Palombi v. Frito-Lay, Inc.Annotate this Case
526 S.E.2d 375 (1999)
241 Ga. App. 154
PALOMBI v. FRITO-LAY, INC. et al. (Two Cases).
Nos. A99A1890, A99A1891.
Court of Appeals of Georgia.
November 30, 1999.
*376 Brock, Clay, Calhoun, Wilson & Rogers, Ernest L. Gunn IV, Atlanta, Candace M. Kollas, Marietta, for appellant.
Drew, Eckl & Farnham, Stephen W. Mooney, Nancy F. Rigby, Atlanta, for appellees.
Kenneth Palombi sued his former employer, Frito-Lay, Inc., and his former supervisor, Kevin Gohlinghorst, for defamation, tortious interference with contract or business relations, and negligent supervisionall arising from events surrounding the termination of his employment. He amended his complaint to recast his defamation claim. The trial court granted the motion for summary judgment filed by Frito-Lay and Gohlinghorst. In a separate order, the trial court granted the motion filed by Frito-Lay and Gohlinghorst to dismiss the libel claim asserted in the amended complaint. Palombi appeals both orders. We consolidated his appeals, and for the reasons which follow, we affirm both judgments.Summary judgment is proper when there is no genuine issue of material fact and the movant is entitled to judgment as a matter of law. OCGA § 9-11-56(c). A de novo standard of review applies to an appeal from a grant of summary judgment, and we view the evidence, and all reasonable conclusions and inferences drawn from it, in the light most favorable to the nonmovant.
*377 Matjoulis v. Integon Gen. Ins. Corp., 226 Ga.App. 459(1), 486 S.E.2d 684 (1997).
Viewed in this light, the evidence shows that Palombi was employed by Frito-Lay as a district sales manager for five years. Gohlinghorst was Palombi's supervisor for his last two years. In March 1995, Palombi rented a commercial storage unit and stored shelves and display equipment there. Initially, all route salespersons on Palombi's team were listed as authorized to enter the storage unit and knew the combination to the lock. In July 1995, before leaving for a two-week vacation, Palombi replaced the combination lock with a keyed lock and took the only key with him so that no one could enter the unit while he was gone.
While Palombi was out of town, Gohlinghorst and two other Frito-Lay employees went to the storage unit to retrieve shelving equipment. They were not able to get into the storage unit because Palombi had the only key and the lock could not be cut. Gohlinghorst and the other two Frito-Lay employees had a conversation with the storage facility manager, Charles McGary. During this conversation, Gohlinghorst said "we're going to get to the bottom of this" to McGary. One of the other employees with Gohlinghorst said "there were problems in the company" with Palombi. Another said he believed that "there was something going on in the unit." McGary inferred from the conversation with Gohlinghorst and others that Palombi had stolen from Frito-Lay or done something else wrong.
Shortly after Palombi returned from vacation, Gohlinghorst terminated Palombi's employment with Frito-Lay. Palombi sought and obtained employment with Tombstone Pizza, Inc. Tombstone hired Palombi as a route salesperson at half of his management salary at Frito-Lay. Tombstone told Palombi that he would soon be promoted into a management position. Palombi was not promoted into a management position at Tombstone and later left for another job.Case No. A99A1890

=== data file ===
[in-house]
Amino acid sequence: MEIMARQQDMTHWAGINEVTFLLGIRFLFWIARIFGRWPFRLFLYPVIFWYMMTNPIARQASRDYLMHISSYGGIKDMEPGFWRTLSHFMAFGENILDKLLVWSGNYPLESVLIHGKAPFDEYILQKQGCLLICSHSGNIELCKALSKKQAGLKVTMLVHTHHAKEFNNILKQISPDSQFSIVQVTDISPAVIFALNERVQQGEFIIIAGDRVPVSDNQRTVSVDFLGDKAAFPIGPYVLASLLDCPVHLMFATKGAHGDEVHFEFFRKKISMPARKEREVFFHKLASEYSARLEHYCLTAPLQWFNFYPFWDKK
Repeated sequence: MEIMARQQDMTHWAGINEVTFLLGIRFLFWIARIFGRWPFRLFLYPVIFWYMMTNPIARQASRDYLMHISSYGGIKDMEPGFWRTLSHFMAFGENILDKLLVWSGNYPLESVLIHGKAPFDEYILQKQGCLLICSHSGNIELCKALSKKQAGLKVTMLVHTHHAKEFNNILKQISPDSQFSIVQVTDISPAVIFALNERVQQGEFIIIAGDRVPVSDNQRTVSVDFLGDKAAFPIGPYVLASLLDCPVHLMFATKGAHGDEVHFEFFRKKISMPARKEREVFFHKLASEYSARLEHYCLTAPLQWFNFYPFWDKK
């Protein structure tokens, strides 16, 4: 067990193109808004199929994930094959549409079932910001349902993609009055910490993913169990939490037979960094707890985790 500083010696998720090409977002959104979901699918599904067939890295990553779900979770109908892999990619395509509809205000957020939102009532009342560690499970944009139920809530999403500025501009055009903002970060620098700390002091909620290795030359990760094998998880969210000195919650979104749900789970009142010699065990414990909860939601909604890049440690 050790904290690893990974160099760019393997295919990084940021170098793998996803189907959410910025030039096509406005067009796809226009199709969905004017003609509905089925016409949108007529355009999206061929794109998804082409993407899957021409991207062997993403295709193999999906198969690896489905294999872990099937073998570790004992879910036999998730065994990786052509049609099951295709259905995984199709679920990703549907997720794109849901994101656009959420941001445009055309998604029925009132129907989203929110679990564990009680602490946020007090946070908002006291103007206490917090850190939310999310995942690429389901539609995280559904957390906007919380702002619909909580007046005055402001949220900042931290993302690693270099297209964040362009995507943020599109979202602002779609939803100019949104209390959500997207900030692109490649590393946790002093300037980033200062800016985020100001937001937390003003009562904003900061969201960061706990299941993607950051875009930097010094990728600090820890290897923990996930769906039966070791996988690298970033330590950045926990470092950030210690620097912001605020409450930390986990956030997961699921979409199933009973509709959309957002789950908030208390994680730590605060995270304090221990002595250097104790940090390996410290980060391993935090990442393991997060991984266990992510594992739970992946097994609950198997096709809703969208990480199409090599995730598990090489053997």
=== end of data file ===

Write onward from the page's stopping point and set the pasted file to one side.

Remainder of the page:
1. Palombi contends that the trial court erred in granting Gohlinghorst summary judgment on his defamation claim. Palombi argues that Gohlinghorst was liable for slander per se for making a false statement "against [him] in reference to his trade, office, or profession, calculated to injure him therein." OCGA § 51-5-4(a)(3). "To be actionable, a communication must be both false and malicious, and the burden of proving a statement's falsity is on the plaintiff." (Citations and punctuation omitted.) Jaillett v. Ga. Television Co., 238 Ga.App. 885, 888, 520 S.E.2d 721 (1999).
The only allegedly defamatory statement attributed to Gohlinghorst was "we're going to get to the bottom of this" in the conversation with McGary. Palombi does not contend that Gohlinghorst said that Palombi had stolen company property. In the context of a supervisor's attempt to enter a storage unit rented by an employee, saying "we're going to get to the bottom of this" would suggest to a reasonable listener at most that the speaker suspects wrongdoing and intends to investigate. See Bullock v. Jeon, 226 Ga.App. 875, 877(2), 487 S.E.2d 692 (1997). By its inherent expression of ignorance of the facts, the phrase does not amount to a statement by the speaker that wrongdoing has occurred. Cf. Jaillett, 238 Ga.App. at 891, 520 S.E.2d 721 (describing a customer as having been "ripped off" "might imply that the speaker is aware of undisclosed facts showing that the plaintiff has acted dishonestly").
Furthermore, the fact that McGary inferred from the conversation with Gohlinghorst and others that Palombi had stolen from Frito-Lay or done something else wrong does not subject Gohlinghorst to liability for slander per se under OCGA § 51-5-4(a)(3). To determine whether a declaration constitutes slander per se, the court looks to "the plain import of the words spoken" and will not enlarge their meaning by innuendo. Parks v. Multimedia Technologies, 239 Ga. App. 282, 293(4), 520 S.E.2d 517 (1999). The declaration "we're going to get to the bottom of this" was not sufficient as a matter of law to subject Gohlinghorst to liability for uttering a false statement calculated to injure Palombi in reference to his trade. See Lepard v. Robb, 201 Ga.App. 41, 42(1), 410 S.E.2d 160 (1991) (summary judgment was proper because request that employee not *378 return to employer's premises did not contain hurtful innuendo regarding employee's character or behavior and therefore was not slanderous). Because Palombi failed to produce evidence creating a jury issue as to whether Gohlinghorst made any defamatory statements, the trial court did not err in granting Gohlinghorst's motion for summary judgment on this claim.